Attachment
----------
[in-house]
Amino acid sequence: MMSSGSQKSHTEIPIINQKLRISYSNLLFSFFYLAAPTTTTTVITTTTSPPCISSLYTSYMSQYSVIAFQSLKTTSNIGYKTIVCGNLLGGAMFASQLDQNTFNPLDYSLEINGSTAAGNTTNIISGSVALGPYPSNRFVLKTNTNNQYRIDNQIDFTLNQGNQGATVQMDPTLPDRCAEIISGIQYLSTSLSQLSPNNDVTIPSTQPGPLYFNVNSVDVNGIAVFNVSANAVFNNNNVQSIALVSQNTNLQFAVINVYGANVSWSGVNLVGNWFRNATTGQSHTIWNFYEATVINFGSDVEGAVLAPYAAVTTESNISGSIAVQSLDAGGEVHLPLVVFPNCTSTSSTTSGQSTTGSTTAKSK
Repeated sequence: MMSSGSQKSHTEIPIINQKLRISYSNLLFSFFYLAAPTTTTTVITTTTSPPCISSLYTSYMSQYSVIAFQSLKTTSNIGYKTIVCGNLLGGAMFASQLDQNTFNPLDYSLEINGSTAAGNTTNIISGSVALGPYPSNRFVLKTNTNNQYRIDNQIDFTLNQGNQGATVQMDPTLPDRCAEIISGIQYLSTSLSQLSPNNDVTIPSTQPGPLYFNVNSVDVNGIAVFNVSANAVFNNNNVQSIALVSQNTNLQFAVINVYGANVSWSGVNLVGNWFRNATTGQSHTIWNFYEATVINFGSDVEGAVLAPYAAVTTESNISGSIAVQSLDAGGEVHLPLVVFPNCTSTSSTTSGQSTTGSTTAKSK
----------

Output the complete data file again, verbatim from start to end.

[in-house]
Amino acid sequence: MMSSGSQKSHTEIPIINQKLRISYSNLLFSFFYLAAPTTTTTVITTTTSPPCISSLYTSYMSQYSVIAFQSLKTTSNIGYKTIVCGNLLGGAMFASQLDQNTFNPLDYSLEINGSTAAGNTTNIISGSVALGPYPSNRFVLKTNTNNQYRIDNQIDFTLNQGNQGATVQMDPTLPDRCAEIISGIQYLSTSLSQLSPNNDVTIPSTQPGPLYFNVNSVDVNGIAVFNVSANAVFNNNNVQSIALVSQNTNLQFAVINVYGANVSWSGVNLVGNWFRNATTGQSHTIWNFYEATVINFGSDVEGAVLAPYAAVTTESNISGSIAVQSLDAGGEVHLPLVVFPNCTSTSSTTSGQSTTGSTTAKSK
Repeated sequence: MMSSGSQKSHTEIPIINQKLRISYSNLLFSFFYLAAPTTTTTVITTTTSPPCISSLYTSYMSQYSVIAFQSLKTTSNIGYKTIVCGNLLGGAMFASQLDQNTFNPLDYSLEINGSTAAGNTTNIISGSVALGPYPSNRFVLKTNTNNQYRIDNQIDFTLNQGNQGATVQMDPTLPDRCAEIISGIQYLSTSLSQLSPNNDVTIPSTQPGPLYFNVNSVDVNGIAVFNVSANAVFNNNNVQSIALVSQNTNLQFAVINVYGANVSWSGVNLVGNWFRNATTGQSHTIWNFYEATVINFGSDVEGAVLAPYAAVTTESNISGSIAVQSLDAGGEVHLPLVVFPNCTSTSSTTSGQSTTGSTTAKSK